The Eagles Will Play For Your Kid’s Birthday Party – For a (Very) Large Sum of Money
They say money can't buy love, but if the price is right, you can probably lease a fair amount of love - and you can certainly rent a world-famous artist or band to entertain your guests for an upcoming event. Just bring your checkbook, and make sure the number you scribble on the check contains a few extra zeroes.
The number of billionaires in the US has reportedly tripled since 2000, to 770, according to Entrepreneur Magazine. Apparently the uber-wealthy don't hesitate spending money to spoil their kids or make a favorable impression with their filthy-rich friends, and that includes hiring major artists to play private gigs. According to Billboard and The New Yorker, the Eagles received six million dollars from an unnamed client in New York City for a single performance of “Hotel California”. Wow.
In industry parlance, these one-offs are called "privates" - showing up to play at a rich guy's birthday party or an especially lavish bar mitzvah. Forbes and Fox Business report that Motorola CEO Greg Brown reportedly paid Bruno Mars $3.2 million to play at his son’s wedding in 2021, during the pandemic. Beyoncé tops the list after she was paid $24 million to play at the launch of Dubai hotel ‘Atlantis The Royal’, according to tabloid reports including TMZ and The Sun (UK).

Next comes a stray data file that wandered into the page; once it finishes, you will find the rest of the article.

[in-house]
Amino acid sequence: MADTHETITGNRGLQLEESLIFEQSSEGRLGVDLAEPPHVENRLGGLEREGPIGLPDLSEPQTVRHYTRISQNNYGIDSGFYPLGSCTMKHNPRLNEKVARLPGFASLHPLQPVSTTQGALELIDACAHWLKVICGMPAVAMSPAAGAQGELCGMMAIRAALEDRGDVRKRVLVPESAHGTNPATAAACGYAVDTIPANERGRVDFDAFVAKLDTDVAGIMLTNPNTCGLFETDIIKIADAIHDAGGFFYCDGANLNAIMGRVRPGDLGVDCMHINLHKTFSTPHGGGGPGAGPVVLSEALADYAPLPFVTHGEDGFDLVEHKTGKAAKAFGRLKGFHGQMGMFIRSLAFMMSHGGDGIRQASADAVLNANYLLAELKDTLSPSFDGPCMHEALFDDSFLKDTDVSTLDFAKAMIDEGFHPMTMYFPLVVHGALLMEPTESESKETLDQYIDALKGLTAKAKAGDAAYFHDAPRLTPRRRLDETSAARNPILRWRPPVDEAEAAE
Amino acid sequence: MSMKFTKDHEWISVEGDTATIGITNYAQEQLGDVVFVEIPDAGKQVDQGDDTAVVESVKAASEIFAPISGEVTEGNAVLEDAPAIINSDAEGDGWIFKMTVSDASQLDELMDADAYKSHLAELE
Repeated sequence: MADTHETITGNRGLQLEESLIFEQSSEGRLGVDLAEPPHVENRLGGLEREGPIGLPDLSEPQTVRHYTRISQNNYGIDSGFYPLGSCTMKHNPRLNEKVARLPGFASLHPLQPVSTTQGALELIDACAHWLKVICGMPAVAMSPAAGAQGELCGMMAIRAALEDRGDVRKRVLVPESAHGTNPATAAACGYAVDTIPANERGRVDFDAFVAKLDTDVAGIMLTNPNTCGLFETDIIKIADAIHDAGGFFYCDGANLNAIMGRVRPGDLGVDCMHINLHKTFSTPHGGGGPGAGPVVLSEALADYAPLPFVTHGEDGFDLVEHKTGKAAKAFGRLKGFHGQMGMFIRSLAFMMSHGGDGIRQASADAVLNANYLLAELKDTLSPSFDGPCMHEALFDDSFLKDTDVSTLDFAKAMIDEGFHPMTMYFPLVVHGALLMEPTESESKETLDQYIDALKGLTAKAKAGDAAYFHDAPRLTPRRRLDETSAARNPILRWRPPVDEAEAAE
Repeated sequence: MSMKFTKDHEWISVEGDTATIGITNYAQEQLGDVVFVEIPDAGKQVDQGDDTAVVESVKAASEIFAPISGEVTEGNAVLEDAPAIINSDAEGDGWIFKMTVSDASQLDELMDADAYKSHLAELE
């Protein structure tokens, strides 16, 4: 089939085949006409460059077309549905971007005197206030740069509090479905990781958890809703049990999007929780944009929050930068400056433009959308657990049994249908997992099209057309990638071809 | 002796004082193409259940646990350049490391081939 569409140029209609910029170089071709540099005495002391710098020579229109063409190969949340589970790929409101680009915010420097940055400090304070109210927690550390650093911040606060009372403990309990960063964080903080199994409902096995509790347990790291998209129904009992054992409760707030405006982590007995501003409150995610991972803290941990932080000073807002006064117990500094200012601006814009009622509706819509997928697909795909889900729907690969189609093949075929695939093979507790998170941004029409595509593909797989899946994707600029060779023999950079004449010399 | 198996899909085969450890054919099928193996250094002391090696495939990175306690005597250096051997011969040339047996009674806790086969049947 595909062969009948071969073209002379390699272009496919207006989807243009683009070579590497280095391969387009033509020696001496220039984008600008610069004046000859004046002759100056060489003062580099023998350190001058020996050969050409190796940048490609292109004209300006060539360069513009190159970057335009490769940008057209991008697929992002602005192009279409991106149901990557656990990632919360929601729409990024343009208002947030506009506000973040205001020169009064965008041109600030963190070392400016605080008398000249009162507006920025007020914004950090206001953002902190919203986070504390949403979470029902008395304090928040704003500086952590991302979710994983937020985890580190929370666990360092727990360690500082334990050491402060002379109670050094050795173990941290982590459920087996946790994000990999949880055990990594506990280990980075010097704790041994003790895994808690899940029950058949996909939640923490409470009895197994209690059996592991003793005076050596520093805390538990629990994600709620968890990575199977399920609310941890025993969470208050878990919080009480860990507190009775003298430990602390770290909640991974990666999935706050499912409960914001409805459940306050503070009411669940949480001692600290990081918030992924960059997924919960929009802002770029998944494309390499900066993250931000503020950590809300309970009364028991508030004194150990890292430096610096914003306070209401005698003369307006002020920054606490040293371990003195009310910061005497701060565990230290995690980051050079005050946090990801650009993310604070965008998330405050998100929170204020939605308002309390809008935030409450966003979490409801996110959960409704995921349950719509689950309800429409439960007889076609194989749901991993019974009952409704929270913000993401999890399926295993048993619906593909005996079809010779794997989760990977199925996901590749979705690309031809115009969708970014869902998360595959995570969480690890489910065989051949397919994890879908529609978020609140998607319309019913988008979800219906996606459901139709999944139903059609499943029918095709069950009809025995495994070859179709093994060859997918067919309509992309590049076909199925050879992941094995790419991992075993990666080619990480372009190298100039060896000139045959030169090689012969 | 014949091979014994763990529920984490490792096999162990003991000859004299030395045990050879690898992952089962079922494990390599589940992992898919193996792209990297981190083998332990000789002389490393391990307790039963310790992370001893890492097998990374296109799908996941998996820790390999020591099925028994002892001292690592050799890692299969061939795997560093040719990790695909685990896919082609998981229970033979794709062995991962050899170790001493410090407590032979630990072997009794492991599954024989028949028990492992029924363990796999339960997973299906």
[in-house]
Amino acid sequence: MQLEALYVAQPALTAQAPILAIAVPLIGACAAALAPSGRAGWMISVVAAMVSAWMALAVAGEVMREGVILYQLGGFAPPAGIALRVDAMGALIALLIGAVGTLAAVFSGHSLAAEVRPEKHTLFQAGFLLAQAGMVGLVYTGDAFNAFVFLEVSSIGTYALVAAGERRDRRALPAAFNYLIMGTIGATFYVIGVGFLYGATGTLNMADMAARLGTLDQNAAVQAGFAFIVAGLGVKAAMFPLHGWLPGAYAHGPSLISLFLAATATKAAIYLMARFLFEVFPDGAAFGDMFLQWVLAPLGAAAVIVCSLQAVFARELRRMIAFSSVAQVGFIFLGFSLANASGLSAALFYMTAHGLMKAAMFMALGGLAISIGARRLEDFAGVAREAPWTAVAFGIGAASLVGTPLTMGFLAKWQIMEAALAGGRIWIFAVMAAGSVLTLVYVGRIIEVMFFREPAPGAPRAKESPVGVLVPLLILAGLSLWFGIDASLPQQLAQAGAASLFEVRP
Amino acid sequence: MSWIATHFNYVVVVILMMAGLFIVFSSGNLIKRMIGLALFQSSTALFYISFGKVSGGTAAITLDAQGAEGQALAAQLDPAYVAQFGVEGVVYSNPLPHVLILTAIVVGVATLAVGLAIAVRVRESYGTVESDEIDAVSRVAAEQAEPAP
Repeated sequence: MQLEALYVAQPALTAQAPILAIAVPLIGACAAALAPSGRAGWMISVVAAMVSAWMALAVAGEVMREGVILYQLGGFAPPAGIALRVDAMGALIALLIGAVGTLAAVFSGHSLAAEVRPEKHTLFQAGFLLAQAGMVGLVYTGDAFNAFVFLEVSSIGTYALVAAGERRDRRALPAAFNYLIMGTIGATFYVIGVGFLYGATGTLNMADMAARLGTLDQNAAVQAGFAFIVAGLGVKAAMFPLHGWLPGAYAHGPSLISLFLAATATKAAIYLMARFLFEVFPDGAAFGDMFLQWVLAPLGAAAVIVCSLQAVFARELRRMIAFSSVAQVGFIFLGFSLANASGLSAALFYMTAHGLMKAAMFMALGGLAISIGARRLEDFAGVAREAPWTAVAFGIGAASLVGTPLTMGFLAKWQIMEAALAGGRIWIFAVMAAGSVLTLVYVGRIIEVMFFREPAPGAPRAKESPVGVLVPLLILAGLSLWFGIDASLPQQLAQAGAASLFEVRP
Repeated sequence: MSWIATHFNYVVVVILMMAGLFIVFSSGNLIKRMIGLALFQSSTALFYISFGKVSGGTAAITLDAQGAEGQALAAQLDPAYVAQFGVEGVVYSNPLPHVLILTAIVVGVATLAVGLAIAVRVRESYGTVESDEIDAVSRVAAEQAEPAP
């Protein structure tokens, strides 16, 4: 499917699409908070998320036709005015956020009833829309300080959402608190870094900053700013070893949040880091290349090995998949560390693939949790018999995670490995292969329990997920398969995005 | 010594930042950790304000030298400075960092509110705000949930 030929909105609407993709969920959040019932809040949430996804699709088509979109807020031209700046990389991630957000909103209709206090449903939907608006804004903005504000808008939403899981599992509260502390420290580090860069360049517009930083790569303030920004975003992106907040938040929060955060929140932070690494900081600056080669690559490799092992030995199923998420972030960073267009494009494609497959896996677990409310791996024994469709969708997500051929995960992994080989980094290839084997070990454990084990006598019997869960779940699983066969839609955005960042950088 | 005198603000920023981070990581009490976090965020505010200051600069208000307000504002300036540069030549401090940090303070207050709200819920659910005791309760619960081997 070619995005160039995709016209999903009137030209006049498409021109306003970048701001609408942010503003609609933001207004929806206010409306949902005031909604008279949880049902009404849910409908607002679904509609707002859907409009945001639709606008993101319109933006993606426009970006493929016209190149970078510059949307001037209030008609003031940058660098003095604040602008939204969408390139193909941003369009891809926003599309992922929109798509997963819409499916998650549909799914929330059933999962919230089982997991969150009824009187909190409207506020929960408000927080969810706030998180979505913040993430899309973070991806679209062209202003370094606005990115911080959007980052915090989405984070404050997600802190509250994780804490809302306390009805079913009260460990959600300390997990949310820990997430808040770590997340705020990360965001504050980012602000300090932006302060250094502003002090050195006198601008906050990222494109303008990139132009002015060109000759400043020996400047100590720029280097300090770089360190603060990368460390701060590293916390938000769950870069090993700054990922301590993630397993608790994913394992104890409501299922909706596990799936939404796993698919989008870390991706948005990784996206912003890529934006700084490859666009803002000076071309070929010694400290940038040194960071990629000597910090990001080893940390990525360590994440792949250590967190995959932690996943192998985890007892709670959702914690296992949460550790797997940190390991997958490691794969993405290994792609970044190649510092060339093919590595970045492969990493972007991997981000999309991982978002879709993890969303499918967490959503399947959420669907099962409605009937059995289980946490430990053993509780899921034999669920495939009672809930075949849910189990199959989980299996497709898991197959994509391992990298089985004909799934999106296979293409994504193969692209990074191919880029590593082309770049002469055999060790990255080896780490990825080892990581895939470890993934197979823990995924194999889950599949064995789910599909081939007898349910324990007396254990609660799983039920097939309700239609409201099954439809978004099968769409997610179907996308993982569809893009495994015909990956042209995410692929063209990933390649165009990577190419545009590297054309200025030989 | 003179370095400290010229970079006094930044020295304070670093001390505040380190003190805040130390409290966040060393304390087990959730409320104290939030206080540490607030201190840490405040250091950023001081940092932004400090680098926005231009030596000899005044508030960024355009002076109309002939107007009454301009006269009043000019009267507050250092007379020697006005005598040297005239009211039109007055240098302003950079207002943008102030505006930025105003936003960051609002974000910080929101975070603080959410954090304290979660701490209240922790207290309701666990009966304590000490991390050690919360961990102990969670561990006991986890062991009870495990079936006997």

Rolling Stone reports that, increasingly, musicians and party planners have to sign nondisclosure agreements. Guests turn in their cellphones to avoid unlicensed recordings and photos leaking on social media. Apparently, many artists don't want details getting out about where they performed or how much they charged.
According to a post at The Hustle, artists taking private gigs have included Paul McCartney, Elton John, Sting, Andrea Bocelli, Jon Bon Jovi, Diana Ross, Black Eyed Peas, and Eric Clapton.
Many artists want to know who they're playing for, even if their clients can pay the big fees, but sometimes mistakes and oversights happen. Forbes reports in 2011, Beyoncé and Nelly Furtado faced backlash for playing for Libyan dictator Muammar Gadaffi; they eventually donated their $2 million profit to charity. Oops.
Everything is for sale if the price is right. Right? But The Hustle and Rolling Stone report that some artists, including Bruce Springsteen, Taylor Swift, and AC/DC won't take private gigs at any price.
In a world where some people have more money than sense - that's reassuring.